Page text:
If you use Salesforce to manage your lead data, then you may be looking for ways to better capture your lead data. We share how to go beyond Salesforce’s web-to-lead forms and capture more than just lead referrer data.
The first job for marketers is to get visitors to their company website. But it doesn’t stop there. More importantly, is getting those visitors to convert into leads, and eventually into sales.
If you manage your leads via Salesforce, then there are tools within the platform to help you get more data. But is this data enough?
Let’s see how we can supercharge the lead data you’re getting by using Ruler Analytics.
Salesforce is a CRM that, let’s face it, is made for sales and support teams. For marketers, there’s very little data to help you optimise your marketing efforts.
However, one tool that does exist is Salesforce’s web-to-lead forms.
According to Salesforce, you can easily create web-to-lead forms that capture information about visitors to your website. The information is automatically stored in new lead records in your Salesforce install, and the lead can then be scored, qualified, and routed to sales reps.
From there, you can redirect visitors to other pages on your site, send automated email follow-ups, and start them on customer journeys.
While these forms are a great resource to get started with lead data capture, is it enough?
We think not. Look at it this way. How often do you land on a website, and buy right away?
Not very often, right.
In reality, you’ll scope out a website on multiple visits and via multiple channels. So, when Salesforce scrapes your lead data, all its capturing is that one particular session that resulted in a new lead.
Not where that lead originally came from. Let’s use an example.
Ella visits your website after searching organically online. At this point, she’s just in the awareness stage. She’s not ready to buy. She visits a few more times, via different sources. She still doesn’t convert.
Eventually, she visits via a direct session, and converts by downloading an eBook. In Salesforce, you’ll just see that Ella came from a direct search. But we know that that isn’t true.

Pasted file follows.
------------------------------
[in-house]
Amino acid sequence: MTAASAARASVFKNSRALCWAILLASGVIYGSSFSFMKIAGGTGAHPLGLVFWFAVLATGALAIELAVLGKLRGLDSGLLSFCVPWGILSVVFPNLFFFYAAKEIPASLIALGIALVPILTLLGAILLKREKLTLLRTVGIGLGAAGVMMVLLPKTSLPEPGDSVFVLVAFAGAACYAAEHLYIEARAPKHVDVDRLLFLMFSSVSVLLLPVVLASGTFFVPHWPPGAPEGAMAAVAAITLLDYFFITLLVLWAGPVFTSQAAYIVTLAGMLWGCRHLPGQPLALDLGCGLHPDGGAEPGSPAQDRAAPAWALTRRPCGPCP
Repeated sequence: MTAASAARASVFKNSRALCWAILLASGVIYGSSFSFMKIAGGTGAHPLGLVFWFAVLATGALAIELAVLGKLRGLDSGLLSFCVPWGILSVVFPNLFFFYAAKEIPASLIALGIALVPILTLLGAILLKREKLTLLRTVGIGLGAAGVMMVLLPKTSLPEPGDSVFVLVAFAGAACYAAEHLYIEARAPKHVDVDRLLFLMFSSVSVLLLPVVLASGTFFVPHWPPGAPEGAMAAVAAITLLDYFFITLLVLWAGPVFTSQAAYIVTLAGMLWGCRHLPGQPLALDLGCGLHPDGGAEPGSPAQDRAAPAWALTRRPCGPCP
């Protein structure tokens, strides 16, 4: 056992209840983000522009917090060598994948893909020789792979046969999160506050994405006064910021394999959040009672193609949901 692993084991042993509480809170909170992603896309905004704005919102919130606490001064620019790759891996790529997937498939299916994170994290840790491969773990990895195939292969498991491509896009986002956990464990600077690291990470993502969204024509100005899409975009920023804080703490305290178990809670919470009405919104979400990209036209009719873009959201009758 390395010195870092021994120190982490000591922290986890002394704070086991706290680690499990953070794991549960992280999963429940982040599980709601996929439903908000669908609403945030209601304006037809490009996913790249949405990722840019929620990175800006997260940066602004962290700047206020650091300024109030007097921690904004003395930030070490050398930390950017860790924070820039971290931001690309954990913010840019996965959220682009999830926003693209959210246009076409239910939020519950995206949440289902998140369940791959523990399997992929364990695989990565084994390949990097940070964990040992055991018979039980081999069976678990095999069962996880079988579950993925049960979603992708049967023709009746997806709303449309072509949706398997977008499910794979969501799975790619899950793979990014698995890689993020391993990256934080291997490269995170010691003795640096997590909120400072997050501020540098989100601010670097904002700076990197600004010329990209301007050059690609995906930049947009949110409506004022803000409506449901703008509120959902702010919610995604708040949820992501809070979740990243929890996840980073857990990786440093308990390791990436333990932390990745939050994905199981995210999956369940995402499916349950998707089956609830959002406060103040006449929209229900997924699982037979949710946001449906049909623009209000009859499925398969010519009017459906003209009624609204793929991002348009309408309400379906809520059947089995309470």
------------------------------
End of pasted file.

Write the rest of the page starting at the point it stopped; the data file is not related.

Customer journeys are so important to factor into when assessing your marketing. That’s why Salesforce web-to-lead forms just aren’t enough.
Find out how to supercharge your Salesforce with our FREE eBook. We’ll walk you through how marketing attribution is the missing link between you and better marketing.
Ok, so now we know that the data Salesforce provides from its web-to-lead forms isn’t enough.
It’s not providing data on how all of your marketing channels and campaigns are working together. And, even worse, if you use PPC campaigns then you won’t get a sense of your ROAS.
This is where Ruler comes in.
Ruler will track every lead and each of the touchpoints each lead has.
This means you can see which channels and campaigns are driving leads, but also which are helping to convert those leads, or attract them in the first place.
Lead data like this is vital to understanding how your marketing is working.
Here’s how Ruler Analytics works…
A user visits your website. Ruler tracks them using a piece of code in your website script. It scrapes all the necessary lead and marketing data for that user as they engage with your site.
Ruler will continue to track the user, on every visit, storing their data each time they visit.
When the user converts into a lead, via form, or even via call or live chat, Ruler will fire all the data it holds on them over to Salesforce.
Thus, your data in Salesforce is enriched, giving your sales team insight into what drove that new lead to convert.
Ruler will continue to track the user until they convert into revenue. Then, Ruler will scrape the revenue data inputted into Salesforce and fire it over to your chosen preferred marketing applications.
That means you can log into Google Analytics and see revenue generated by channel, by campaign and even by keyword.
Sound good? Find out how Ruler Analytics can supercharge your Salesforce data and link your sales back to the marketing activity that influenced them.